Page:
There I was, probably two hours after “The Game” (Game Seven of the ALCS) had been abruptly ended, checking on my nearly two year old daughter. I couldn’t help but wonder if I should be steering her away from being a Red Sox fan. She was so peaceful, so quiet, not a care in the world. Snugly in her crib, she was finally asleep, the sounds of a Jimmy Buffett song lightly playing in the background. Jimmy was saying, “Come Monday, it’ll be all right…” Was that going to be true? And if so, which Monday? This was a pain that felt like it was going to last for a long, long time.
Amelia had been up with me for the entire game, but once it ended, she somehow ended up in her crib. I had tried a couple of times to put her to bed earlier, but I think she could sense the excitement that resonated throughout the entire house, that something special was taking place. She was now well versed in phrases like, “Cowboy Up!”, “Strike Three!”, “I’m sick”, and “WAAAY BACK!” Good times. Then at 12:17am eastern time, it came to a bitter end. From what I can remember, it was a good thing that I was surrounded by pillows and not sharp objects. After an initial tirade, I just sat on the couch. And sat there. And sat there some more.
My wife offered condolences and tried to talk me back from the ledge but she could see that it was no use. Only the dog remained in the room, and I think that was because he wanted to keep an eye on me to make sure I didn’t do anything stupid. All I could do is sit there, watching but not seeing anything, unable to react. Unable to move. I’m not sure how long this went on. When I finally moved, I went to the place that I was storing my two tickets to Game One of the World Series. Still being careful not to bend or mutilate them, I gently put them back into the envelope they were in and wondered what it would have been like to be there. At some point I must have made it into bed, I don’t remember (and I wasn’t drinking, mind you). Was it going to “…be all right?” I didn’t know at the time if it ever would.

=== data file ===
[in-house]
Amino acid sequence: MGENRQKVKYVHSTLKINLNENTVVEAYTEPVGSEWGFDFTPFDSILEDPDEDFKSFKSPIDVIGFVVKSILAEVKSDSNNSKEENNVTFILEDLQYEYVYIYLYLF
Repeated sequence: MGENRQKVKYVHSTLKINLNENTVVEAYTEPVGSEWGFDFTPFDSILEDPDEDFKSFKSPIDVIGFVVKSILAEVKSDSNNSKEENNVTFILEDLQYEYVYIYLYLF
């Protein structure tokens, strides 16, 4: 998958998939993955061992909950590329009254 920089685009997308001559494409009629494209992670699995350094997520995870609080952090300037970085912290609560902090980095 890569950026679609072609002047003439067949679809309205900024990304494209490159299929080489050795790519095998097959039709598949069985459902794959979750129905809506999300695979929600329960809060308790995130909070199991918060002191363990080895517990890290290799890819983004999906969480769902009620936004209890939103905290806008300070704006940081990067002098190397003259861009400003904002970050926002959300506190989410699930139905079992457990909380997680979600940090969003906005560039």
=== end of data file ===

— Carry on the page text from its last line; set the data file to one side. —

Friday morning came and the feeling was worse. In fact, I was nearly physically sick. Was it a dream? Was it a nightmare? The ticker on ESPN confirmed that the Red Sox had indeed lost, I wasn’t dreaming. Yet I couldn’t differentiate between what was real and what wasn’t. I looked outside and the sun was out, but was it really? It felt like it was cold and raining, raining hard. Due to the late night, my wife and I swapped the daycare “drop off”. This gave me a little extra time to sleep, but was I sleeping at all? Unknown.
I was getting my daughter dressed, and perhaps she could sense the weight of the world on my shoulders. Then she blurted out the words, “Cowboy Up, Dad?” I quickly ran for a box of tissues, this was going to be a long day. At one point I accidentally closed the closet door on my finger, yet it didn’t hurt. Couldn’t feel any pain. Took the dog around the block for a walk, neighbor said hello, did I even respond? Can’t remember. All a blur. I think I did, yet time is standing still.